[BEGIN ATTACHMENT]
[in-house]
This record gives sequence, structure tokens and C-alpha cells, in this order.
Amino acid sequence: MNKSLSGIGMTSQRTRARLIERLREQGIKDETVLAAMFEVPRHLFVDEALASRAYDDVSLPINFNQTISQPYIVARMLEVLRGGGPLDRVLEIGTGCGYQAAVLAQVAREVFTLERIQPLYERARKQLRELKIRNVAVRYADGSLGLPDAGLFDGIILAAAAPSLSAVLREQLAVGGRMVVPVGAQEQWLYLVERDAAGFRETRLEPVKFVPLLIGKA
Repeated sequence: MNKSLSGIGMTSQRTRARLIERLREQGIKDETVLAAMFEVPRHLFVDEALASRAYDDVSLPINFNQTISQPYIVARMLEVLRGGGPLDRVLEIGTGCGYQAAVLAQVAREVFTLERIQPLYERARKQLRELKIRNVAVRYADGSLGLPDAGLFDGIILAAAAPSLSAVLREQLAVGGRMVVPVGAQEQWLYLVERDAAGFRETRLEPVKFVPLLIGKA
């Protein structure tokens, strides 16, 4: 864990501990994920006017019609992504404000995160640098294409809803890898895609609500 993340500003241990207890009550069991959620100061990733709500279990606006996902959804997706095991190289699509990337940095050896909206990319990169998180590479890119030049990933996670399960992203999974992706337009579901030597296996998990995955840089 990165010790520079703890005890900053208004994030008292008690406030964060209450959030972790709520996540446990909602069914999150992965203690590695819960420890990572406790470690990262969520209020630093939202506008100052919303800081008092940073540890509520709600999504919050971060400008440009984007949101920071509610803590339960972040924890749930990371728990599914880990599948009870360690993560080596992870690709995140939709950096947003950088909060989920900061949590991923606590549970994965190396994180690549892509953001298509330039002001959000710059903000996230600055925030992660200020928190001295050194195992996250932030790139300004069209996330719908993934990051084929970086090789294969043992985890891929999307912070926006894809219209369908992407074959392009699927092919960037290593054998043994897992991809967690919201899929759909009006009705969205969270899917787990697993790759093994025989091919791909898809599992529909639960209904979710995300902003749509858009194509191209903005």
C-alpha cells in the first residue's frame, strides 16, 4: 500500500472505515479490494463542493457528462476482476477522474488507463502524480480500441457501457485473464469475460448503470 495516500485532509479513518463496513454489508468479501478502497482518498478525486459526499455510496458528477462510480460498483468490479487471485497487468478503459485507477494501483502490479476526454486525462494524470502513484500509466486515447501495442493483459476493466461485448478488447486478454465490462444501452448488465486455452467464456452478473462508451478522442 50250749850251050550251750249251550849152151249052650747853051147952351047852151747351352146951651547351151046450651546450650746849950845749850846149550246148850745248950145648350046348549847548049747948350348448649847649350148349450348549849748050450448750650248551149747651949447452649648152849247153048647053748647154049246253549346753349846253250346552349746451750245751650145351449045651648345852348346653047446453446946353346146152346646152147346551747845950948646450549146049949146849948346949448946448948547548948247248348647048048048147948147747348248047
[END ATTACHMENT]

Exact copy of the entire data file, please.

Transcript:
[in-house]
This record gives sequence, structure tokens and C-alpha cells, in this order.
Amino acid sequence: MNKSLSGIGMTSQRTRARLIERLREQGIKDETVLAAMFEVPRHLFVDEALASRAYDDVSLPINFNQTISQPYIVARMLEVLRGGGPLDRVLEIGTGCGYQAAVLAQVAREVFTLERIQPLYERARKQLRELKIRNVAVRYADGSLGLPDAGLFDGIILAAAAPSLSAVLREQLAVGGRMVVPVGAQEQWLYLVERDAAGFRETRLEPVKFVPLLIGKA
Repeated sequence: MNKSLSGIGMTSQRTRARLIERLREQGIKDETVLAAMFEVPRHLFVDEALASRAYDDVSLPINFNQTISQPYIVARMLEVLRGGGPLDRVLEIGTGCGYQAAVLAQVAREVFTLERIQPLYERARKQLRELKIRNVAVRYADGSLGLPDAGLFDGIILAAAAPSLSAVLREQLAVGGRMVVPVGAQEQWLYLVERDAAGFRETRLEPVKFVPLLIGKA
């Protein structure tokens, strides 16, 4: 864990501990994920006017019609992504404000995160640098294409809803890898895609609500 993340500003241990207890009550069991959620100061990733709500279990606006996902959804997706095991190289699509990337940095050896909206990319990169998180590479890119030049990933996670399960992203999974992706337009579901030597296996998990995955840089 990165010790520079703890005890900053208004994030008292008690406030964060209450959030972790709520996540446990909602069914999150992965203690590695819960420890990572406790470690990262969520209020630093939202506008100052919303800081008092940073540890509520709600999504919050971060400008440009984007949101920071509610803590339960972040924890749930990371728990599914880990599948009870360690993560080596992870690709995140939709950096947003950088909060989920900061949590991923606590549970994965190396994180690549892509953001298509330039002001959000710059903000996230600055925030992660200020928190001295050194195992996250932030790139300004069209996330719908993934990051084929970086090789294969043992985890891929999307912070926006894809219209369908992407074959392009699927092919960037290593054998043994897992991809967690919201899929759909009006009705969205969270899917787990697993790759093994025989091919791909898809599992529909639960209904979710995300902003749509858009194509191209903005």
C-alpha cells in the first residue's frame, strides 16, 4: 500500500472505515479490494463542493457528462476482476477522474488507463502524480480500441457501457485473464469475460448503470 495516500485532509479513518463496513454489508468479501478502497482518498478525486459526499455510496458528477462510480460498483468490479487471485497487468478503459485507477494501483502490479476526454486525462494524470502513484500509466486515447501495442493483459476493466461485448478488447486478454465490462444501452448488465486455452467464456452478473462508451478522442 50250749850251050550251750249251550849152151249052650747853051147952351047852151747351352146951651547351151046450651546450650746849950845749850846149550246148850745248950145648350046348549847548049747948350348448649847649350148349450348549849748050450448750650248551149747651949447452649648152849247153048647053748647154049246253549346753349846253250346552349746451750245751650145351449045651648345852348346653047446453446946353346146152346646152147346551747845950948646450549146049949146849948346949448946448948547548948247248348647048048048147948147747348248047